9-1-1 FAQ

Dispatch keyboard, headset, and mouse.

When should I use 911?

Perhaps the most important thing to remember about 911 is when to use it. It is not meant to be used to contact the police department about routine matters. 911 is solely used to report emergencies.

What is an emergency?  

An emergency is when IMMEDIATE Police, Fire Department, or Paramedic assistance is necessary to protect life or property.

Call 911:  (For emergencies only)
  • To report a fire
  • To save a life
  • To stop a crime in progress or report one that has just occurred
Call (650) 522-7700:  (Do not call 911)
  • When a crime has already occurred and the offenders are no longer on scene
  • For nuisance calls (e.g., barking dogs; landscape and construction noise)
  • To obtain information from the police department
  • To speak with an officer
  • For non-emergency situations

What happens when I call 911 accidentally and hang up? 

The dispatcher will try to call you back. If the dispatcher reaches a child on the phone, he/she will ask to speak to an adult. An officer will be dispatched to the residence if no adult can be reached. If no one answers, an officer will be dispatched. If the line is busy, the dispatcher will attempt to break through with the help of a phone operator to see if the call was a misdial or there is an emergency requiring response.

Your already know my address and phone number, so why do you ask me again? 
Computers can make mistakes, so we must ask your address as verification. Also, many people call from a neighbor's house and we don't want to waste precious time sending help to the wrong address.

Why do you ask so many questions when I call 911? 

We ask questions pertaining to the location of an incident and descriptions of vehicles and people involved. Often we ask for descriptions of the victim's clothing as well as the suspect's so responding officers know who to look for on scene.  We also need to know if a crime is still occurring or has occurred some time ago.  This alerts officers to whether the suspects may still be near the crime scene, or if they may need to search the area for them.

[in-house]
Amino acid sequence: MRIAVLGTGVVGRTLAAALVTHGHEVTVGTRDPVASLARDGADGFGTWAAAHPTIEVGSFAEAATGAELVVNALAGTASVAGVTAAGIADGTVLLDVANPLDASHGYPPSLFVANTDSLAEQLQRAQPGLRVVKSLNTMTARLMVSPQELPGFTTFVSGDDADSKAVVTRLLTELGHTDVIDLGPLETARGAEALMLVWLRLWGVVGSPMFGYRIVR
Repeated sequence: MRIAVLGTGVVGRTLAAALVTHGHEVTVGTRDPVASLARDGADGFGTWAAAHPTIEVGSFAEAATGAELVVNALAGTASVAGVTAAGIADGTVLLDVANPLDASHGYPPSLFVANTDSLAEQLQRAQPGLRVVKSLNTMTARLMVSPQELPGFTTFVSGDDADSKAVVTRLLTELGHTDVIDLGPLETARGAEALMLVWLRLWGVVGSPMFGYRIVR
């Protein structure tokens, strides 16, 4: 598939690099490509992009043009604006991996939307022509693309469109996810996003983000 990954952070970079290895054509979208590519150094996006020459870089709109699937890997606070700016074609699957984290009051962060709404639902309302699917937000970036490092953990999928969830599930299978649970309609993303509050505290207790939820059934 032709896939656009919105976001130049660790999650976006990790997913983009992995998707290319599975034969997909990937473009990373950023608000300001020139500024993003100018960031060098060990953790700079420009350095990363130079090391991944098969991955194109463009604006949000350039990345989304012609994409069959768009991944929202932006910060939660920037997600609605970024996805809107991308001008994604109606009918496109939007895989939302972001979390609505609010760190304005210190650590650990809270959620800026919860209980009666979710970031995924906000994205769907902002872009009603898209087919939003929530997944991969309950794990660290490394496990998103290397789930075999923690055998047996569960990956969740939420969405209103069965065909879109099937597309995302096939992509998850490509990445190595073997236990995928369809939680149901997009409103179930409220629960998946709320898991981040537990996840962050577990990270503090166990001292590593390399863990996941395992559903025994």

Why can't you send help instead of keeping me on the phone? 

In an emergency, you are likely to be upset or even frantic. Remember, while you are speaking to the dispatcher, help is being dispatched, and may already be en route to your location. Sometimes the dispatcher will keep you on the phone to calm you until help arrives. They often advise on how to aid victims until help arrives. The best thing you can do is stay on the phone with the dispatcher and do as advised. If you hang up before all necessary information is relayed, you may delay the arrival of help!

Are officers delayed in responding while the dispatcher asks me questions?  

No. When you call 911, be prepared to answer the call-taker's questions, which may include:
  • The location of your emergency, including street address
  • The phone number you are calling from
  • The nature of the emergency
  • Details about the emergency, such as physical description of a person who may have committed a crime, a description of any fire that may be burning, or a description of injuries or symptoms being experienced by a person having a medical emergency. 

Why do you ask me the same questions repeatedly? 

The dispatcher strives to be as efficient and quick as possible. They sometimes repeat questions when a caller is too frantic to be understood. We understand that when a crisis occurs, it is human nature to get upset, but when callers scream, cry, or curse, and dispatchers can't get the necessary information, desperately needed help is delayed. Try to speak clearly and answer questions completely.

Can you tell my address when I call 911 from my cellular phone?  

All cellular telephones manufactured after 2001 are equipped with the ability to identify the general location of where the cellular telephone call was placed, but not the exact address. Understand there could be a delay in obtaining the specific latitude and longitude coordinates, due to the wireless signal and latency in the wireless system. The dispatcher will still ask you to confirm your location when on the line.